mobility separator may comprise a segmented rod set.
The ion mobility separator preferably consists of:
(i) 10-20 electrodes; (ii) 20-30 electrodes; (iii) 30-40
electrodes; (iv) 40-50 electrodes; (v) 50-60 electrodes;
(vi) 60-70 electrodes; (vii) 70-80 electrodes; (viii) 80-
90 electrodes; (ix) 90-100 electrodes; (x) 100-110
electrodes; (xi) 110-120 electrodes; (xii) 120-130
electrodes; (xiii) 130-140 electrodes; (xiv) 140-150
electrodes; or (xv) more than 150 electrodes.
The thickness of at least 10%, 20%, 30%, 40%, 50%,
60%, 70%, 80%, 90% or 95% of the electrodes is preferably
selected from the group consisting of: (i) less than or
equal to 3 mm; (ii) less than or equal to 2.5 mm; (iii)
less than or equal to 2.0 mm; (iv) less than or equal to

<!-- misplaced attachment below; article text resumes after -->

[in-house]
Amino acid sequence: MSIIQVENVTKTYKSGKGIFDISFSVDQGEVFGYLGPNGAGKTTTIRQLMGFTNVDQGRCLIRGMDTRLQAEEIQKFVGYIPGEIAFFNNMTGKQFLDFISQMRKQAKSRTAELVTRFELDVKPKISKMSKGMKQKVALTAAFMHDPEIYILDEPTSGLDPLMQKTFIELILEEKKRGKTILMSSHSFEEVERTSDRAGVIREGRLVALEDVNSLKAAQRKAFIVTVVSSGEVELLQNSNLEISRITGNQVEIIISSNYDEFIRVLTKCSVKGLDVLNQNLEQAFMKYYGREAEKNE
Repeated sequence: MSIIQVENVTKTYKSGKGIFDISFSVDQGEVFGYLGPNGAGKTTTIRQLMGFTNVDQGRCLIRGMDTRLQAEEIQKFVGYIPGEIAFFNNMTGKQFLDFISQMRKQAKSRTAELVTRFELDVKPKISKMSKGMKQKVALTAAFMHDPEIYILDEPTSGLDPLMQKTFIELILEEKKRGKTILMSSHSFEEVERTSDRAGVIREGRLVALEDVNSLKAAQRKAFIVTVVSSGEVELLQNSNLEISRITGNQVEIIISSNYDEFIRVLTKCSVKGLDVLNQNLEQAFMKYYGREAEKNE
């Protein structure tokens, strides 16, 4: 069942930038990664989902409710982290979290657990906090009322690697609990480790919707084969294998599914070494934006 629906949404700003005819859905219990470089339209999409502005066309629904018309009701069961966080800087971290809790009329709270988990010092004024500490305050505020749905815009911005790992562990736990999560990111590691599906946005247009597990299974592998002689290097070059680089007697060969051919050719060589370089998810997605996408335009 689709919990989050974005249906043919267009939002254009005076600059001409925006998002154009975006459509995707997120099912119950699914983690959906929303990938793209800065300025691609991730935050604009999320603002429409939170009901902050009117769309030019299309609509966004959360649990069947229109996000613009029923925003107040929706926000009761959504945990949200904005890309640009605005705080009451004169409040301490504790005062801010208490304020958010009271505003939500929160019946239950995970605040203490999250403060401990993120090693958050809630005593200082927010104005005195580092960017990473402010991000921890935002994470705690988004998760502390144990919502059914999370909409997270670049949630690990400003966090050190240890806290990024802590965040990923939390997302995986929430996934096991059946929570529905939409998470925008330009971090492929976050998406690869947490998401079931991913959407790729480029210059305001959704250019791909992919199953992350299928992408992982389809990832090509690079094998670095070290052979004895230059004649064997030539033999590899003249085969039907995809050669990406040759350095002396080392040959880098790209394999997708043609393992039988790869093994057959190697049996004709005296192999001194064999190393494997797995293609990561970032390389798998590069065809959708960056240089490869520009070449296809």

1.5 mm; (v) less than or equal to 1.0 mm; and (vi) less
than or equal to 0.5 mm.
The ion mobility separator preferably has a length
selected from the group consisting of: (i) less than 5 cm;
(ii) 5-10 cm; (iii) 10-15 cm; (iv) 15-20 cm; (v) 20-25 cm;
(vi) 25-30 cm; and (vii) greater than 30 cm.
At least 10%, 20%, 30%, 40%, 50%, 60%, 70%, 80%, 90%,
or 95% of the electrodes are preferably connected to both

CA 02742437 2013-06-05
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a DC and an AC or RF voltage supply. According to the
preferred embodiment axially adjacent electrodes are
supplied with AC or RF voltages having a phase difference
of 180 .
The mass spectrometer may comprise an ion source
selected from the group consisting of: (i) Electrospray
("ESI") ion source; (ii) Atmospheric Pressure Chemical
Ionisation ("APCI") ion source; (iii) Atmospheric Pressure
Photo Ionisation ("APPI") ion source; (iv) Matrix Assisted